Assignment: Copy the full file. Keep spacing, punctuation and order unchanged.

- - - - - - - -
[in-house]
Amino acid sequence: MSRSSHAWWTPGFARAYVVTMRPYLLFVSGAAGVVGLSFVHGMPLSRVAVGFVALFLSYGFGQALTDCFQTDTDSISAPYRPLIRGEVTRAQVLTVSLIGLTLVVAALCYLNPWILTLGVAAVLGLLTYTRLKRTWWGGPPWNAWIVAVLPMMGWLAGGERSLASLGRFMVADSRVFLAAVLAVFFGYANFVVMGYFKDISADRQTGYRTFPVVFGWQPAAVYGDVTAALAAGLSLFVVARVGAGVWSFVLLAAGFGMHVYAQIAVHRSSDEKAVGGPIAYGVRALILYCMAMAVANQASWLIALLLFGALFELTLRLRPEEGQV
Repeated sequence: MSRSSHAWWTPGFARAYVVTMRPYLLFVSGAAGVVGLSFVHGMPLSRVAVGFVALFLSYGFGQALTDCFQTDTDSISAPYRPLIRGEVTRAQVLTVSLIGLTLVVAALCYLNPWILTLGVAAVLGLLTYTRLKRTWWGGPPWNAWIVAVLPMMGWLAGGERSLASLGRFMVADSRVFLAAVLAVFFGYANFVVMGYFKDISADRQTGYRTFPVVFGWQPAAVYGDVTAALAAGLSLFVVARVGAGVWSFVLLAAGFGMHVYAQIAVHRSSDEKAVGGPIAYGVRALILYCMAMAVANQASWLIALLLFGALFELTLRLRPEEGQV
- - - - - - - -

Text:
[in-house]
Amino acid sequence: MSRSSHAWWTPGFARAYVVTMRPYLLFVSGAAGVVGLSFVHGMPLSRVAVGFVALFLSYGFGQALTDCFQTDTDSISAPYRPLIRGEVTRAQVLTVSLIGLTLVVAALCYLNPWILTLGVAAVLGLLTYTRLKRTWWGGPPWNAWIVAVLPMMGWLAGGERSLASLGRFMVADSRVFLAAVLAVFFGYANFVVMGYFKDISADRQTGYRTFPVVFGWQPAAVYGDVTAALAAGLSLFVVARVGAGVWSFVLLAAGFGMHVYAQIAVHRSSDEKAVGGPIAYGVRALILYCMAMAVANQASWLIALLLFGALFELTLRLRPEEGQV
Repeated sequence: MSRSSHAWWTPGFARAYVVTMRPYLLFVSGAAGVVGLSFVHGMPLSRVAVGFVALFLSYGFGQALTDCFQTDTDSISAPYRPLIRGEVTRAQVLTVSLIGLTLVVAALCYLNPWILTLGVAAVLGLLTYTRLKRTWWGGPPWNAWIVAVLPMMGWLAGGERSLASLGRFMVADSRVFLAAVLAVFFGYANFVVMGYFKDISADRQTGYRTFPVVFGWQPAAVYGDVTAALAAGLSLFVVARVGAGVWSFVLLAAGFGMHVYAQIAVHRSSDEKAVGGPIAYGVRALILYCMAMAVANQASWLIALLLFGALFELTLRLRPEEGQV